Living Kidney Donors
As of July 1, 2021, there were more than 2,000 individuals on the waiting list for a kidney transplant in the state of Michigan and more than 90,000 people across the nation. Due to the number of people on the kidney waiting list and the short supply of deceased donor organs, the waiting period for a deceased donor kidney can be several years. Therefore, if you are waiting for a kidney, having a live donor will significantly decrease your waiting time for a kidney transplant.
In addition to the ability to get a transplant sooner, living donors also provide a kidney that will last much longer than a kidney from a deceased donor. Your parents, adult-age children, siblings, other relatives, in-laws, and close friends can all be considered for living kidney donation. Sometimes people volunteer as living donors without a designated recipient and they donate a kidney to someone they do not know. Our transplant team is always available to ensure all your questions are answered thoroughly, whether you’re in need of a transplant or considering donation. We offer education and counseling to help you make important decisions.
Becoming a Kidney Donor
For individuals considering becoming a living donor, and for patients who want to know more about living donation we offer:
- Living Donation Overview with Dr. Randall Sung
- What You Should Know About Living Kidney Donation (PDF), a guide that will answer many of your questions
- The Kidney Transplant – Living Donor Education Class, a video which provides the information needed to help with the decision-making process.
- Facts and Myths of Living Donation with Ellen Deleruyelle, RN
You can begin the kidney donation process by submitting our Kidney Donor Interest Form (for Donors).
Who Makes a Good Donor for Kidney Transplant
Kidney donors do not need to be related to the recipient, although they often are related. They can be friends, coworkers, members of the same religious group or other organization, or any other type of relationship. While many people are willing to be living donors, not everyone can become a living donor. Donors are carefully and thoughtfully evaluated in order to avoid unwanted medical or psychological outcomes.
While the individual circumstances of each potential donor are considered and testing must be done to determine compatibility, all potential donors must be:
- At least 18 years of age
- Genuinely willing to donate
- In good general health and reasonably physically fit
Certain medical conditions can make it likely a person will not be healthy enough to be a kidney donor (e.g. diabetes, heart disease, or history of stroke) but many other conditions may be acceptable (e.g. history of certain types of kidney stones, heart murmur, history of certain types of cancer). It is best to ask rather than assume someone cannot be a donor.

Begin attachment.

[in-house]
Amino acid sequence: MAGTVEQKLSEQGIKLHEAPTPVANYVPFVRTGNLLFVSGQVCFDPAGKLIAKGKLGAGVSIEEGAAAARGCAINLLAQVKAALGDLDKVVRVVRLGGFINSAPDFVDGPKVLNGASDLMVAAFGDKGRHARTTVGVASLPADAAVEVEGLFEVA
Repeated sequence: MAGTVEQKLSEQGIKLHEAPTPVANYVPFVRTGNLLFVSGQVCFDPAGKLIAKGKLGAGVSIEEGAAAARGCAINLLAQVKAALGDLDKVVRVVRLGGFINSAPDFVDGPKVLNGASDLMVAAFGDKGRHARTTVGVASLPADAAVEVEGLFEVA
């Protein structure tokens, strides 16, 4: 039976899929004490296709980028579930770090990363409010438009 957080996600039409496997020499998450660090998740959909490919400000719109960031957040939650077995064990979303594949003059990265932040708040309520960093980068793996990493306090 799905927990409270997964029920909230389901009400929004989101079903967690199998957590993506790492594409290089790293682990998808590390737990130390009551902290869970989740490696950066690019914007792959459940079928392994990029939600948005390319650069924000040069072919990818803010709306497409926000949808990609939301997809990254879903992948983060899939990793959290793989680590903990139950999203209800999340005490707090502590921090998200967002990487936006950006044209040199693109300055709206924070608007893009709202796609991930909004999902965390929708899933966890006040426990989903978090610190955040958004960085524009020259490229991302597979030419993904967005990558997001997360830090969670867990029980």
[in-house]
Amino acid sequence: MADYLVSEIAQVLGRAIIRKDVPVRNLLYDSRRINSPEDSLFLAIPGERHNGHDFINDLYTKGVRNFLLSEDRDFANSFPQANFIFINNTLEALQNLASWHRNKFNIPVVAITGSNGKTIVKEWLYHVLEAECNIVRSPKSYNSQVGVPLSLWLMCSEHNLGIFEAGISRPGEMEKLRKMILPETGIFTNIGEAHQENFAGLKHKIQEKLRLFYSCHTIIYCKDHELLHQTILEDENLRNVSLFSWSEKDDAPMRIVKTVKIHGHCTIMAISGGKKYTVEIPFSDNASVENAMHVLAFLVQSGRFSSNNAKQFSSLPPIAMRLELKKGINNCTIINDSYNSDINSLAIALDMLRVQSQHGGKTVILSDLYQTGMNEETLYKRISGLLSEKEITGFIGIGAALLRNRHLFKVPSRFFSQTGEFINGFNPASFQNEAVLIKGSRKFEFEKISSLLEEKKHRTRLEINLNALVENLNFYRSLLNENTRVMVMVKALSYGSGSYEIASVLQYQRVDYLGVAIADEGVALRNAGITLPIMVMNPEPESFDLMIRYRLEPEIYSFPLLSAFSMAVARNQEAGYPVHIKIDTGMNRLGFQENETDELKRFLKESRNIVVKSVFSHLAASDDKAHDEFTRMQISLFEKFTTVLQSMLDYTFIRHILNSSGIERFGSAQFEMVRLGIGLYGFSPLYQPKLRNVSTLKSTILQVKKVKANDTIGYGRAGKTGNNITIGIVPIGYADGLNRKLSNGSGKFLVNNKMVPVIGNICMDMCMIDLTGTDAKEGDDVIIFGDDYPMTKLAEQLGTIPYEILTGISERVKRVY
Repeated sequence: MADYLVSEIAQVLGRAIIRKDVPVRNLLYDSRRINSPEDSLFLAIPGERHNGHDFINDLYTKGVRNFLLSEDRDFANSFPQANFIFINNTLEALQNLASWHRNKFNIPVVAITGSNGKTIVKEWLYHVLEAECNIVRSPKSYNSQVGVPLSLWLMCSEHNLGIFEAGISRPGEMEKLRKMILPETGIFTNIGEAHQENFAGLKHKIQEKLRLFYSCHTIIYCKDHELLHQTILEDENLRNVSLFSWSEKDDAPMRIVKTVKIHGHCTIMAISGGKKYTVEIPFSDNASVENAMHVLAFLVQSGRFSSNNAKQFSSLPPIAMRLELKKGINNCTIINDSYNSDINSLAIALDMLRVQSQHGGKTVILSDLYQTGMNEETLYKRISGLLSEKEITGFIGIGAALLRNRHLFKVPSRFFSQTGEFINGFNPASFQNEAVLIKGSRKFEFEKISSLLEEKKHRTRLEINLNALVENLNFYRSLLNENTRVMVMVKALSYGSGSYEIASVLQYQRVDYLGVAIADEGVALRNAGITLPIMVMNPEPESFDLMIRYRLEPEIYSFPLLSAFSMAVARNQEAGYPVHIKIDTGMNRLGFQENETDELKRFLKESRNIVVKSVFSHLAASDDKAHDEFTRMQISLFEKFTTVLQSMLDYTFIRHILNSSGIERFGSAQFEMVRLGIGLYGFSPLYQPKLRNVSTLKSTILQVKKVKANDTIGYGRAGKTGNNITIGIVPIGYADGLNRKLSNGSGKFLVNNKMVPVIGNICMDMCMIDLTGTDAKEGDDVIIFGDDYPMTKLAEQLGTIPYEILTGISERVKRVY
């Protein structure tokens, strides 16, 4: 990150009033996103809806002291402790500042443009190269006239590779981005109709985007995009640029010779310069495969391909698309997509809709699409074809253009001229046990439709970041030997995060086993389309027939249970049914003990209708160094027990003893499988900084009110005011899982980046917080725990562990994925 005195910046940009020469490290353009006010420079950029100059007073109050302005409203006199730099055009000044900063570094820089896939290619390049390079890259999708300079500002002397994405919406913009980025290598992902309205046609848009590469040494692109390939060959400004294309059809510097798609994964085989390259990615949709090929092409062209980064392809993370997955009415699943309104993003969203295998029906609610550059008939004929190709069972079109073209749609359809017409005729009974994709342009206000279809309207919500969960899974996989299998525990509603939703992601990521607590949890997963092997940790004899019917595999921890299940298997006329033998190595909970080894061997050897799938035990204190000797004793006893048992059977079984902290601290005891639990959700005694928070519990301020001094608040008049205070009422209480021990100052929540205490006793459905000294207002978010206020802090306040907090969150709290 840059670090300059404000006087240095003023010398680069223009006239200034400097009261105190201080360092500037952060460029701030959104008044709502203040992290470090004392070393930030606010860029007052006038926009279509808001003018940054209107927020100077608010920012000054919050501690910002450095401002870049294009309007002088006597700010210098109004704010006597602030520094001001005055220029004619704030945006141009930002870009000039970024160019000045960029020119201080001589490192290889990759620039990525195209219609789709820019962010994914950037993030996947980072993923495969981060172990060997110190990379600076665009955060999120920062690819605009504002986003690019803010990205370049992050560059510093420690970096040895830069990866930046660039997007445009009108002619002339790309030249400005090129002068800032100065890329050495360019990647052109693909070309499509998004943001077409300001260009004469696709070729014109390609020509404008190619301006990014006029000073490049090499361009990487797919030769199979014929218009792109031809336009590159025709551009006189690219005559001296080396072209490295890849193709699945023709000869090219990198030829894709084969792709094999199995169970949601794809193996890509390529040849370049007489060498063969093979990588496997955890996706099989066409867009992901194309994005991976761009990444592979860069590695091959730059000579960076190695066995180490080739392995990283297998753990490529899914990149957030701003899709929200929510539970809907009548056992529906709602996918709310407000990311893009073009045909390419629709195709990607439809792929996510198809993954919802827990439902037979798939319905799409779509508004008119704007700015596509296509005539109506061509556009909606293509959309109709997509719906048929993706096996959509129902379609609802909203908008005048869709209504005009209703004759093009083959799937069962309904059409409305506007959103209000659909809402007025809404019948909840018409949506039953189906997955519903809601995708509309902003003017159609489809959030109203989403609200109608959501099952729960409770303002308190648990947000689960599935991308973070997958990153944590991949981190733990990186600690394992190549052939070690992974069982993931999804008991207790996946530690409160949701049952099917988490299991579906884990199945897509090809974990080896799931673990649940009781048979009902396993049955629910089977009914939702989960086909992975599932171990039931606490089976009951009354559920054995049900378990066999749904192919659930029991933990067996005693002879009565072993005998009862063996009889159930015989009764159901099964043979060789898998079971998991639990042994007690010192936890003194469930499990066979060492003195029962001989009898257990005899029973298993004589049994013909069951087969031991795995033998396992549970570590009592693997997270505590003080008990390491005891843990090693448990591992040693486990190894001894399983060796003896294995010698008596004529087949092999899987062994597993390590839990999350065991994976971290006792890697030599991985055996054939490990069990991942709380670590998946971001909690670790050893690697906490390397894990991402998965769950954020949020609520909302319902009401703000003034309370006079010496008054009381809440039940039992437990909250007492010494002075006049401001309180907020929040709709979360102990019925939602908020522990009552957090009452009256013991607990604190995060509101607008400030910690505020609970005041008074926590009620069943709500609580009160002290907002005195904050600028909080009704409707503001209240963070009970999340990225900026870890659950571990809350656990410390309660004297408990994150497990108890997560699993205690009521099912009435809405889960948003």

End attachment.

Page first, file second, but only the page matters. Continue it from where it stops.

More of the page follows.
Individuals considered for living kidney donation are usually between 18 and 65 years of age. Gender and race are not factors in determining a successful match. Hypertensive donors over the age of 50 may be eligible under certain conditions. While the risk to the donor is minimal, there is always some degree of risk associated with any surgical procedure. The procedure is done laparoscopically which helps minimize discomfort and ease recovery after the procedure. Donors undergo an education process about the operation and its risks, and are able to confidentially decide not to donate at any time.
Learn how to talk to friends and family about living donation in our video presented by Colleen Satarino, LMSW.
Kidney Donation Process Overview
- Contact the Transplant Center: Individuals who wish to be considered to donate a kidney must contact the Living Kidney Donation Program at 1-800-333-9013 to indicate their interest in donation. The Transplant Center cannot initiate contact with potential donors until they declare their interest. Potential donors will speak with a member of the living donor team who will begin the process by asking questions that include demographic information, personal and family general health history, medications and social history.
- Blood Type Matching: Potential living donors are tested to determine blood type.
- Tissue Typing: Potential donors who are medically eligible will need to have blood drawn for tissue typing. Tissue typing determines compatibility with the recipient. If the donor and recipient are not compatible, they may be eligible for our paired donation program. The paired kidney donation program is offered to patients who have donors that do not match their blood type or who cannot accept a kidney from a donor because there is a strong chance they would reject the kidney. The patient and donor are then paired with other patients and donors to find matches.